In the United States, Americans shop, eat, and host a lot within a short 5-6 weeks: Thanksgiving to New Year’s Day. Besides the end of year parties at work, end of year burnout is a real issue plaguing everyone.
Holiday Stress: Don't Just Manage; Find a Way to Enjoy
For those balancing work and families, school breaks are frequent and long causing daycare issues and time off from work. Parents must work together to use paid time off or work from home. And that does not include any sick days needed for the sniffles or flu. To ensure less stress, think about these tricks.
- Start early. Do not leave all your holiday shopping to the week before Christmas. By shopping early, you stretch your budget, increase time to buy, and leave space in your schedule for commitments. Procrastination leads to additional anxiety that can prevent a full night sleep.
- Balance the calendar. Write everything out on a calendar so you can see how busy the holiday schedule is visually. This can help clear the schedule to remove unnecessary activities easing the burden of business.
- Lay off the overeating. Sugary desserts, late night parties, and buffets mess up your tummy. Keep snacking to a minimum and plan ahead to a game plan. The last thing your body needs are extra pounds or acid reflux at bedtime.
- Get outdoors. WIth the days shorter in the late fall and winter months, soaking up whatever light is available helps boost your energy. Your circadian rhythm reacts to the natural cycles of daylight and darkness to regulate your internal clock. Increasing your natural daylight exposure produces a healthier, faster sleep.
- Decrease the alcohol. Your sleep can easily decrease the REM cycle with too much alcohol. The drowsiness can also affect the sleep cycle if experienced too early. Alcohol relaxes your muscles, including those in your throat, allowing these muscles to more easily fall back into your airway during sleep and cause obstructions.
Though you will be unable to avoid all family, work, and friend gatherings, your children demand a good night’s rest. Hire a babysitter they are familiar with and who knows their schedule. Think about turning off the outside Christmas lights if their room is too bright. Stick to the routine so even if holiday activities run later in the evening, They still get a bedtime story or lullaby.
“If your child’s schedule has completely shifted over the holidays, slowly change back starting the two to three days before life returns to usual schedules, by adjusting bedtime and wake time by 15 to 30 minutes every day,” says Saint Joseph’s University sleep expert and professor of psychology Dr. Jodi A. Mindell.
Sleep? Who Needs It?...You!
Overall, the holidays create stress on the budget and schedules. But it also disturbs sleep routines. Follow a few of these tips to survive the holiday bustle.
- Find time for a massage or yoga. Drink herbal tea, listen to soothing music, or read a book prior to sleeping.
- Hire help. Price out a caterer to make your pies or a maid to clean the bathrooms. Whatever can take some pressure off your mind around the house will help reduce the anxiety of a clean house or perfectly baked pies.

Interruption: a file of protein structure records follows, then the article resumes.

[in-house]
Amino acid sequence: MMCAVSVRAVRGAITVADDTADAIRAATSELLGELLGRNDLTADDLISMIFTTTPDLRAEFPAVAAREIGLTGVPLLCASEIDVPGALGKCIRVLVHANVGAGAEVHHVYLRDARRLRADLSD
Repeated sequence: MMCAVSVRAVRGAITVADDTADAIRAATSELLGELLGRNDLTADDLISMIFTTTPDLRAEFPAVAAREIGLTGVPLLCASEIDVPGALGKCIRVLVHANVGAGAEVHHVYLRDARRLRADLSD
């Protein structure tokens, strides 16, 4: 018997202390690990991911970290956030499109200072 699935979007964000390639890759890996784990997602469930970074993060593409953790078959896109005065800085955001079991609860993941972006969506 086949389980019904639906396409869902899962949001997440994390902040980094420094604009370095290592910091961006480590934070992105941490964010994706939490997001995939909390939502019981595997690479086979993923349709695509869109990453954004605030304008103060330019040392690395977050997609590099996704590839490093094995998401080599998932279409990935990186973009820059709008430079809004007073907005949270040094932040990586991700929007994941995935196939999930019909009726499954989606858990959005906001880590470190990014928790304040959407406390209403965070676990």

- Shift your schedule to late afternoon walks or aerobic activity. Exercising elevates the heart rate and temperature. Once it settles back will lead to sleepiness right in time for bed.
- Take note of all the things you are grateful for. Write down a daily gratitude list to look back and appreciate everything you love about the season.
- Sleep routine. Don’t break the routine. Say no to a few parties if you need to prioritize sleep or family activities. Without 7 to 8 hours sleep for adults, you risk moodiness, fatigue, and your immune system.
- Breathing techniques. "A technique called the 4-7-8 breathing exercise is especially effective at helping you release stress quickly. Exhale fully through your mouth, while making a whooshing sound; then, close your eyes and inhale quietly through your nose for a count of four; hold your breath for a count of seven; then exhale fully through your mouth, making that whooshing sound again, for a count of eight. Repeat the sequence three more times."
For some, families induce anxiety due to separation or conflict. Try to prepare yourself before a holiday event or dinner to prevent any blow-ups between family members. Contact family members prior to a gathering to discuss any unresolved conflicts or to set a price limit on gifts. The last thing you want is to leave angry or more anxious.
Tryptophan commonly gets the blame for your post turkey feast hangover. Tryptophan is an essential amino acid that our bodies cannot produce. Therefore, we need to get tryptophan from our diets. Once turkey is eaten, our bodies use the tryptophan to make niacin, which is a B vitamin that produces serotonin. Serotonin is a chemical that transmits impulses between nerve cells and contributes to our well being and happiness.
Some take Turkey day naps after eating because of the high consumption of starches and tryptophan. But if it is not an irregular reaction to your schedule, it may not be the holidays or turkey at all.
If you are suffering from daytime sleepiness, whether constant after the holidays or fleeting during the holidays, you may have an undiagnosed sleep disorder. To get help and start getting the sleep you deserve, contact your local sleep specialist for a complete diagnosis of your sleep behavior and learn how you can get the quality of sleep you need.
If you live in Alaska, please click on the image below to set up a consultation with the sleep specialists at the Alaska Sleep Clinic.